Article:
New materials to improve the safety of high-speed crafts
UPM researchers have developed a new technology based on composite materials and viscoelastic layers that improve the resistance of hull of high-speed crafts what makes them safer.
High-speed crafts glide on water hitting the hull against the surface. This provokes significant damages that compromise the high-speed crafts resistance and thus its safety. A group of researchers from Universidad Politécnica de Madrid (UPM) proposes a new manufacturing system that inserts, among the layers of composite materials to build the hull, a thin viscoelastic layer that absorbs and fades the energy caused by the impact on the water surface.
The tests show that the frequency of repair of damaged hulls when using this new system can be three times less. Besides, this system cannot only extend the useful life of the high-speed craft but also the safety of the people on board.
Unlike other vessels, such as displacement ships, whose movement on the sea is based on its separation from water there are others whose design allow them to glide on the water surface and move at great speeds since they do not need to displace large bodies of water as they navigate. These boats are supported on the stern and the bow rises sequentially to fall shortly after impacting strongly on the surface of the water.
As the water behaves like a wall at such high speed, the vessel crashes against it again and again. This phenomenon is called slamming and is a serious issue in vessels that move at medium and high speeds.
The cyclic slamming can provoke significant damages in vessels, especially when they are made of composite materials such as inorganic fibers (glass, carbon) and agglomerate polymers (polyester, vinyl ester or epoxy). These composite materials are light but also more sensitive to impacts than the metallic materials traditionally used in this type of vessels (steel, aluminum).
During the short period of time between the start of the impact and the separation of water around the vessel, the strain supported by the material grows rapidly and the deformation speeds imposed are very high. Under these conditions, the material responds with a fragile behavior and internal micro-tears.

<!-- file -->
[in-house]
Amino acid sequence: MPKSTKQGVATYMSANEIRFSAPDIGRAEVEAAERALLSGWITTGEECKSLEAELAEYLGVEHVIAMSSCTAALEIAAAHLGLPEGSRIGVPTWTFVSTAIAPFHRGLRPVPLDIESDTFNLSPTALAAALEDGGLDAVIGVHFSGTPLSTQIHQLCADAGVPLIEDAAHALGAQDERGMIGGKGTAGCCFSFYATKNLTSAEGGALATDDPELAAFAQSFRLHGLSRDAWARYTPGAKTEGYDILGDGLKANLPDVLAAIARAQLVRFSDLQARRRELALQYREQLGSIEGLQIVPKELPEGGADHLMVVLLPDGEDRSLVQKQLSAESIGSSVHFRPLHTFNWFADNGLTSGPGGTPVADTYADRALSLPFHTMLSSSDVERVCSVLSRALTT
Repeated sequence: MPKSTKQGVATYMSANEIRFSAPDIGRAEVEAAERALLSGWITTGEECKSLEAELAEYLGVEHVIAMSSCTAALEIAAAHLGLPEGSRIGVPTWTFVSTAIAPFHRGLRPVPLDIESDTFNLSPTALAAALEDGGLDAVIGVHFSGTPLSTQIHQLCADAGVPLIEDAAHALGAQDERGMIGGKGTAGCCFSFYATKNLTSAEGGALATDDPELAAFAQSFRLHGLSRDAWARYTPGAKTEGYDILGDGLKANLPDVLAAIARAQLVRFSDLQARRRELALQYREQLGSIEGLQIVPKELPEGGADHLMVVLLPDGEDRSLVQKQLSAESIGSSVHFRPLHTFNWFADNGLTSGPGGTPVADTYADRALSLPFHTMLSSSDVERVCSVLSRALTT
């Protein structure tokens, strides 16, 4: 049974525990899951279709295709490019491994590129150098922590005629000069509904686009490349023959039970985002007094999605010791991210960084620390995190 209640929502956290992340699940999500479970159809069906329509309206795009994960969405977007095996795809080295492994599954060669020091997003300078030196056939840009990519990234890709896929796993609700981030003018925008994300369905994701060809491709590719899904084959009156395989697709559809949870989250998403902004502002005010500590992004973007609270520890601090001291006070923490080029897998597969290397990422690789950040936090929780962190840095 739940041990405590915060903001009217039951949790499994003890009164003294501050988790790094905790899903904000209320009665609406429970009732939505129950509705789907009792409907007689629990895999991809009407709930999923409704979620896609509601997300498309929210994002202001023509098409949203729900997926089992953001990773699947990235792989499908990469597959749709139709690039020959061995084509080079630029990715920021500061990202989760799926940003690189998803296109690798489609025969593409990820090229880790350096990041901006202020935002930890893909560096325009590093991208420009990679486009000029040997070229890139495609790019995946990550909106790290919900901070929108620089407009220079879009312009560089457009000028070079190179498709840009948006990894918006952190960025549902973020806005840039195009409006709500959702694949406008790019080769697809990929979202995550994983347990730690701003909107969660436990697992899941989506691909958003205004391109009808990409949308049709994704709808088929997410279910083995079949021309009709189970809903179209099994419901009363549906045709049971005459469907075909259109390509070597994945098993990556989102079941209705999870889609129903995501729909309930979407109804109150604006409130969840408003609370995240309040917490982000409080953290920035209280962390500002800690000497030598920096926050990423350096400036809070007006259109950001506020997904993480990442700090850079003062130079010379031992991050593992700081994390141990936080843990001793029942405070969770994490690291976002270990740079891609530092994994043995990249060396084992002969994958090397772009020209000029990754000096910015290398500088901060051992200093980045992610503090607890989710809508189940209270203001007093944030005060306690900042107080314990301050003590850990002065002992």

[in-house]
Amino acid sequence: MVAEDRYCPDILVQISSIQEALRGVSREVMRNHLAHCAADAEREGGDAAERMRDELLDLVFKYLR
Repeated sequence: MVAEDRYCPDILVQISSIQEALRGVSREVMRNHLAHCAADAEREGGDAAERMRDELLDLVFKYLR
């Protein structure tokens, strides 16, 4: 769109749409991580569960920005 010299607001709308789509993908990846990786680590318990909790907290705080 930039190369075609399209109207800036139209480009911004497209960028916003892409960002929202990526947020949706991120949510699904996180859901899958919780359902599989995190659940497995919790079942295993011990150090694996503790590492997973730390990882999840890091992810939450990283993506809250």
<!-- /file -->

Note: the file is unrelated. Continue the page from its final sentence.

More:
In order to protect the structure of high-speed crafts, researchers from School of Naval Architecture and Marine Engineering have developed a new system that introduces a thin viscoelastic layer among the layers of composite materials to build the hull that absorbs and fades the energy caused by the impact against the water surface. It is a layer made of regular hexagons of a rigid polymer that encapsulate a light and viscoelastic material which is a rubber specially designed for this system.
When high-speed crafts receive impacts due to the slamming phenomenon, the energy is captured by the viscoelastic layer that is deformed by temporarily storing the energy and protecting the hull. After the impact, the layer viscoelastic gives the stored energy back to the sea. Results show that the damage caused the drastically reduced because the viscoelastic layer protects the inner material.
This protection is not added to the craft structure, it is embedded in the material itself giving as a result more effective and durable protection against impacts. By applying this strategy, we achieve minimizing the damage caused by high-speed navigation and multiplying by three the time needed between repairs of damaged hull.
According to Juan Carlos Suárez Bermejo, the responsible researcher for the team, “by using this new manufacturing technology, the resistance of high-speed crafts are protected even in the hardest conditions of navigation, extending its useful life and improving the safety of the people on board”.
Shipyards, ship owners and ship classification societies have already shown their interest in the gradual introduction of these new developments in the field of shipbuilding.
Reduction of slamming damage in the hull of high-speed crafts manufactured from composite materials using viscoelastic layers Townsend, P; Suarez-Bermejo, JC; Sanz-Horcajo, E; Pinilla-Cea, P. OCEAN ENGINEERING, 159 253-267; 10.1016/j.oceaneng.2018.04.029 JUL 1 2018